From the editor- in- chief
There is a common adage: “Hell hath no fury like a woman scorned.” It could well apply to the electorate whose mandate has been scorned and betrayed. Our latest Mood of the Nation poll reflects this in ample measure against the misrule of UPA 2. Since 2009, there has been a steady decline in its popularity but in August 2012, it has turned decisively against the regime. INDIA TODAY’s biannual opinion poll, conducted by The Nielsen Company, makes sorry reading for the Congress and its top leadership. It will bring some cheer to the BJP, which now sits in pole position with its allies in the NDA. And it will let loose the ambitions of non- Congress, non- BJP parties which are set to be kingmakers when the next General Elections are held.
According to our poll, if elections were to be held today, the UPA would get between 171 and 181 seats, far fewer than the 259 it won in 2009. The biggest loser in the UPA is the Congress. It is set to lose badly in many of its strongholds. In Andhra Pradesh, which propelled both UPA 1 and UPA 2 to power, Jagan Mohan Reddy’s YSR Congress is set to get a lion’s share of the seats at the expense of the Congress which has engaged in a witch- hunt against the son of the popular late chief minister Y. S. Rajasekhara Reddy. In Rajasthan, where the Congress won 21 out of 25 seats in 2009, it is likely to suffer heavy reverse because of the incompetence of the Ashok Gehlot government. The bad news isn’t restricted to these two states alone. The simmering anger against the non- performance of the Manmohan Singh Government has now reached boiling point.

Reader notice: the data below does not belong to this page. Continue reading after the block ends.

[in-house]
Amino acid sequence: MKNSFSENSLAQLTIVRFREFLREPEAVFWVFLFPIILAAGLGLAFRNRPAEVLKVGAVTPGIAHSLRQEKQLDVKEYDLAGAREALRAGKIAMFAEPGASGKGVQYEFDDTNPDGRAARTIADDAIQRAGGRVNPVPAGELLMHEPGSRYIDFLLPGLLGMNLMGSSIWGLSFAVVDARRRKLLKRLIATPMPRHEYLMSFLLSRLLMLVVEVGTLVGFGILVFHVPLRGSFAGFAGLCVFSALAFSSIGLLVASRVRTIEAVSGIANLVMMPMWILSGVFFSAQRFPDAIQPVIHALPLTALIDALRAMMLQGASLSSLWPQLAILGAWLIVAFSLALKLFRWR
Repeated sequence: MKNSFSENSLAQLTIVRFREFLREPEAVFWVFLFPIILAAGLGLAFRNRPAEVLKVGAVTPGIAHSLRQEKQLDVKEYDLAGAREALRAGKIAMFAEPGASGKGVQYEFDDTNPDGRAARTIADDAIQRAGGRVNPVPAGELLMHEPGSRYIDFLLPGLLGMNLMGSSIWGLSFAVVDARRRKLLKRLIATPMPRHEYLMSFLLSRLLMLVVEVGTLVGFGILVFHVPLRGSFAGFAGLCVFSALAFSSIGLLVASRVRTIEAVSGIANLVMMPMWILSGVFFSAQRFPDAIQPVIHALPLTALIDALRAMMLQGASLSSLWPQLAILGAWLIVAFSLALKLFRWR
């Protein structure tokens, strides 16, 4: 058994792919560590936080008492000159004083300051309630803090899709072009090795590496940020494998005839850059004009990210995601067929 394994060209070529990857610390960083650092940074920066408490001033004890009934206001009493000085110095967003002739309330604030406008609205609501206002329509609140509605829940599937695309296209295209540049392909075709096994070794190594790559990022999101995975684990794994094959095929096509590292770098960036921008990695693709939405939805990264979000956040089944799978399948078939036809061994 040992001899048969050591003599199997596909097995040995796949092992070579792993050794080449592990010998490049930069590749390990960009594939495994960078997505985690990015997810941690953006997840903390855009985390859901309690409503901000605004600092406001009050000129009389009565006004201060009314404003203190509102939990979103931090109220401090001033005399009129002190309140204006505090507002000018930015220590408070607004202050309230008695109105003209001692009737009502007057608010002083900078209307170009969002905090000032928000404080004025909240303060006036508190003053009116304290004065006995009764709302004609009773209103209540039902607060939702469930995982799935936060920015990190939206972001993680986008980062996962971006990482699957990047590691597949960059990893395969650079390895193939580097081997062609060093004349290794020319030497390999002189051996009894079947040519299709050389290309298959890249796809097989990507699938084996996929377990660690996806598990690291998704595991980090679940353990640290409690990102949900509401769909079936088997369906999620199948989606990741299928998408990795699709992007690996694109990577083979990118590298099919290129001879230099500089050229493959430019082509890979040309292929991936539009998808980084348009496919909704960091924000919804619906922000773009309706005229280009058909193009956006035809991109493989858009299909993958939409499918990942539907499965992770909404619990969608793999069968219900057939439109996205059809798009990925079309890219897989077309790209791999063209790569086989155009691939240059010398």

People are pessimistic about this Government’s ability to push through economic reforms. They are angry about corruption. They are angrier about inflation. The fury of India’s citizens and the unpopularity of the Union Government are reflected in the poor personal ratings Prime Minister Singh gets— a steep fall for a man once regarded as one of India’s finest minds in public life. The problems for Congress run deeper. While heir apparent Rahul Gandhi remains the most popular candidate for the leadership of UPA, his popularity as a future prime minister has steadily been falling below that of Gujarat Chief Minister Narendra Modi.
The leadership question is also a troublesome one for the BJP and the NDA. Modi’s popularity is hardly pan- Indian, restricted to the North and West. He is also a deeply polarising figure. However, the BJP’s central leadership in Delhi is even less popular. Only a minority of respondents in our poll could correctly recall the name of the Leader of the Opposition in Parliament. The NDA would get around 200 seats if polls were held today. It, therefore, has the additional challenge of broadening the alliance to actually reach the majority mark. For that, the BJP needs to present a leader acceptable across several allies. If it fails to do so, the ball may fall in the court of a non- BJP NDA leader. Bihar Chief Minister Nitish Kumar has emerged as the most popular choice for prime minister among non- BJP candidates in the NDA.
Technically, the General Elections are a year and a half away, and that’s not a long time to resurrect the fortunes of Congress and UPA. The NDA needs to get its act together and gather more allies if it is to harvest this anger against the present Government. The need of the hour is a stable coalition alternative to the UPA, not a disastrous Third Front- led arrangement.
OUR AUGUST2011 COVER